2014 Alder Fels Pinot Noir – this lush pinot has notes of red cherry, earth, herbs and licorice.  Definitely one of the favorites.

2014 Aridus Petite Sirah – this was a fun petite sirah to try and another surprise from Arizona.  Loads of berry, cassis, mocha and a touch of vanilla.

Mezzacorona Vigneti Cliffhanger Vineyards Proprietary Red (NV) – red and black fruit combined with spice, oak and vanilla make this a bigger wine that begs for food.

2007 Mezzacorona NOS Riserva – I really enjoyed this wine with notes of blackberry, black cherry, charcoal, pepper and spice.  Over the course, it kept opening nicely and was a great match with the appetizers we were snacking on.

2012 Praxis Lagrein – this was a new find for me and I was so glad for the discovery.  A mix of cherry and black fruit with coffee, chocolate and herbal notes.

2016 Farraton Pere & Fils Cotes du Rhone Samorens – this solid red offered notes of raspberry, cherry, licorice and spice.  It was very approachable and drinkable.

Other – Wines/Spirits in a Can

Bushido Premium Sake — A sake in a can?  Yes, the convenience era has come to a head and now cans run prevalent – sometime with varying successes.  Bushido’s Way of the Warrior sake can, contains premium Ginjo Genshu sake.  I tasted red fruit, Asian pear along with floral notes and some spice.  I think this can will convert some newbies to sake as it as a refreshing and unique way to experience sake.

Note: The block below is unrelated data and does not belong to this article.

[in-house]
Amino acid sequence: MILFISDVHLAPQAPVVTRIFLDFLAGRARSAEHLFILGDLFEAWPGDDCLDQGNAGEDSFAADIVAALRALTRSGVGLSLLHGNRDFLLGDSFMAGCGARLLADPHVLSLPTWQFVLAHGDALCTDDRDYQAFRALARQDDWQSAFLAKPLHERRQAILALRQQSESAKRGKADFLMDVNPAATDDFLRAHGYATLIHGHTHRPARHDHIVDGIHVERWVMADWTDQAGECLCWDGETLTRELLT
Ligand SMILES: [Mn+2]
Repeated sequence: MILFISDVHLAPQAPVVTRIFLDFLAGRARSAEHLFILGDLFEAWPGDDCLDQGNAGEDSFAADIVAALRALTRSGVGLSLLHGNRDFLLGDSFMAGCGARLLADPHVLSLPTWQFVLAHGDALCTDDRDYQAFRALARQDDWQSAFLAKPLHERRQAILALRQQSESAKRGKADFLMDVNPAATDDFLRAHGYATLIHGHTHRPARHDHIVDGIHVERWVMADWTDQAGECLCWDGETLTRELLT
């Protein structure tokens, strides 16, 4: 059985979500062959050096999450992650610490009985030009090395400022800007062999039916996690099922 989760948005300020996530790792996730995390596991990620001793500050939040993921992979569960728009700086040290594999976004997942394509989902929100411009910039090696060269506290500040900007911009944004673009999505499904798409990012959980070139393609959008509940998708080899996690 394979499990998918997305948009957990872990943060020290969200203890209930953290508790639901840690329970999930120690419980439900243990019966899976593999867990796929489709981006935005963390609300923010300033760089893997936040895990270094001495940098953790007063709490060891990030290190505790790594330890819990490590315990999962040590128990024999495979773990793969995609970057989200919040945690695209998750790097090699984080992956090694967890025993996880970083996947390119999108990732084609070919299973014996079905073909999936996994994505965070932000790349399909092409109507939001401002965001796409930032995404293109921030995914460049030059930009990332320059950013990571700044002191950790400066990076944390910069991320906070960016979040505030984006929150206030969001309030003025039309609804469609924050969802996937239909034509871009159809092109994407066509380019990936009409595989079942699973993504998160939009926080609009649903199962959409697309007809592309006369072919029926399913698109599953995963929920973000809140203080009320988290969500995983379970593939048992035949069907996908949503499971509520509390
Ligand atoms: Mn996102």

Backpack Rosé – boat wine in a box… these cans of rosé were very drinkable and I tasted strawberry, white stone fruit with some floral notes.


The Art of Wine: When Passion and a Business Plan Intersect

 

Ariane Garcia, Owner, The Art of Wine

She’s a philantropher. A health care executive.  And the owner of The Art of Wine, a neighborhood wine bar in Preston Hollow.  Ariane Garcia found herself with a business plan to write for her graduate studies at Southern Methodist University and The Art of Wine was born.

I had a chance to visit The Art of Wine and chat with Ariane about her vision for the business.  It’s a retail boutique, by-the-glass bar, and local artist display with a goal of providing off the beaten path as well as better known labels.   I found Billecart-Salmon to Hoopes Vineyards to Guidobono to Long Meadow Ranch as well as the better-known labels.

The wine bar also offers a mix of wine and painting classes as well as wine education.  It’s a great neighborhood gathering place to grab a glass of wine and toast to the week’s victories.


History, Heritage, Honor and Hard Work: A Conversation with Murrieta’s Well Winery

The latest Snooth tasting focused on the Livermore Valley, a pivotal region in shaping California’s wine industry back in the 1880s when it received America’s first international gold medal for wine in 1889 at the Paris Exposition.  Livermore Valley wineries were the first to label Chardonnay, Sauvignon Blanc and Petite Sirah and approximately 80 percent of California’s Chardonnay vines trace roots back to a Livermore valley clone.